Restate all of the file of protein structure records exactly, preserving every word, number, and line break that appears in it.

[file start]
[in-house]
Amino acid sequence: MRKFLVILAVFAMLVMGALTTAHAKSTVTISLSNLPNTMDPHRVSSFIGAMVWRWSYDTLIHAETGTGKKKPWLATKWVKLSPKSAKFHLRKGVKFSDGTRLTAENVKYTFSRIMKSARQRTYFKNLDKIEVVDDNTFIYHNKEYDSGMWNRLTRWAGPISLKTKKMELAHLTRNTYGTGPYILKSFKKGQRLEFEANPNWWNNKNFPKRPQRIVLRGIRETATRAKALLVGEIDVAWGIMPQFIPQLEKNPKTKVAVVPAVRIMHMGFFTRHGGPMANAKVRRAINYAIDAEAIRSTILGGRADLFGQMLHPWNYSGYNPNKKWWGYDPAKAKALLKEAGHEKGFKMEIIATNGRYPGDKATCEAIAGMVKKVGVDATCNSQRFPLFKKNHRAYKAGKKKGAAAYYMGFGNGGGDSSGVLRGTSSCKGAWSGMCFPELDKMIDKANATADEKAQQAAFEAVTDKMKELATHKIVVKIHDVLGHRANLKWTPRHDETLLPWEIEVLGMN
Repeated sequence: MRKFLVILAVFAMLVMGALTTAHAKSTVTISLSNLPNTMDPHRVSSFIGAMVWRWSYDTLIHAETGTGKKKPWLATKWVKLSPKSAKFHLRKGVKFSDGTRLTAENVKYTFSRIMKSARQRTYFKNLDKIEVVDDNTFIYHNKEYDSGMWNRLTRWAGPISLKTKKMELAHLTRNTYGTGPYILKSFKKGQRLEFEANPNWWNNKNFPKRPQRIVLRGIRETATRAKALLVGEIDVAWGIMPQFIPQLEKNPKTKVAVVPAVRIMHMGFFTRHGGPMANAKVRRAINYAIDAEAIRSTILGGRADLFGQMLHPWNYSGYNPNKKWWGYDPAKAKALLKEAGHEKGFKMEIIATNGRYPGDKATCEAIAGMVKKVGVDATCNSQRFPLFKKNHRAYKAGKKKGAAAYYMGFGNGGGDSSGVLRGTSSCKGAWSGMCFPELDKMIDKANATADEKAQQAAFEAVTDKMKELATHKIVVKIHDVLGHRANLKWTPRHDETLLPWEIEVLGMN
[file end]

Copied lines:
[in-house]
Amino acid sequence: MRKFLVILAVFAMLVMGALTTAHAKSTVTISLSNLPNTMDPHRVSSFIGAMVWRWSYDTLIHAETGTGKKKPWLATKWVKLSPKSAKFHLRKGVKFSDGTRLTAENVKYTFSRIMKSARQRTYFKNLDKIEVVDDNTFIYHNKEYDSGMWNRLTRWAGPISLKTKKMELAHLTRNTYGTGPYILKSFKKGQRLEFEANPNWWNNKNFPKRPQRIVLRGIRETATRAKALLVGEIDVAWGIMPQFIPQLEKNPKTKVAVVPAVRIMHMGFFTRHGGPMANAKVRRAINYAIDAEAIRSTILGGRADLFGQMLHPWNYSGYNPNKKWWGYDPAKAKALLKEAGHEKGFKMEIIATNGRYPGDKATCEAIAGMVKKVGVDATCNSQRFPLFKKNHRAYKAGKKKGAAAYYMGFGNGGGDSSGVLRGTSSCKGAWSGMCFPELDKMIDKANATADEKAQQAAFEAVTDKMKELATHKIVVKIHDVLGHRANLKWTPRHDETLLPWEIEVLGMN
Repeated sequence: MRKFLVILAVFAMLVMGALTTAHAKSTVTISLSNLPNTMDPHRVSSFIGAMVWRWSYDTLIHAETGTGKKKPWLATKWVKLSPKSAKFHLRKGVKFSDGTRLTAENVKYTFSRIMKSARQRTYFKNLDKIEVVDDNTFIYHNKEYDSGMWNRLTRWAGPISLKTKKMELAHLTRNTYGTGPYILKSFKKGQRLEFEANPNWWNNKNFPKRPQRIVLRGIRETATRAKALLVGEIDVAWGIMPQFIPQLEKNPKTKVAVVPAVRIMHMGFFTRHGGPMANAKVRRAINYAIDAEAIRSTILGGRADLFGQMLHPWNYSGYNPNKKWWGYDPAKAKALLKEAGHEKGFKMEIIATNGRYPGDKATCEAIAGMVKKVGVDATCNSQRFPLFKKNHRAYKAGKKKGAAAYYMGFGNGGGDSSGVLRGTSSCKGAWSGMCFPELDKMIDKANATADEKAQQAAFEAVTDKMKELATHKIVVKIHDVLGHRANLKWTPRHDETLLPWEIEVLGMN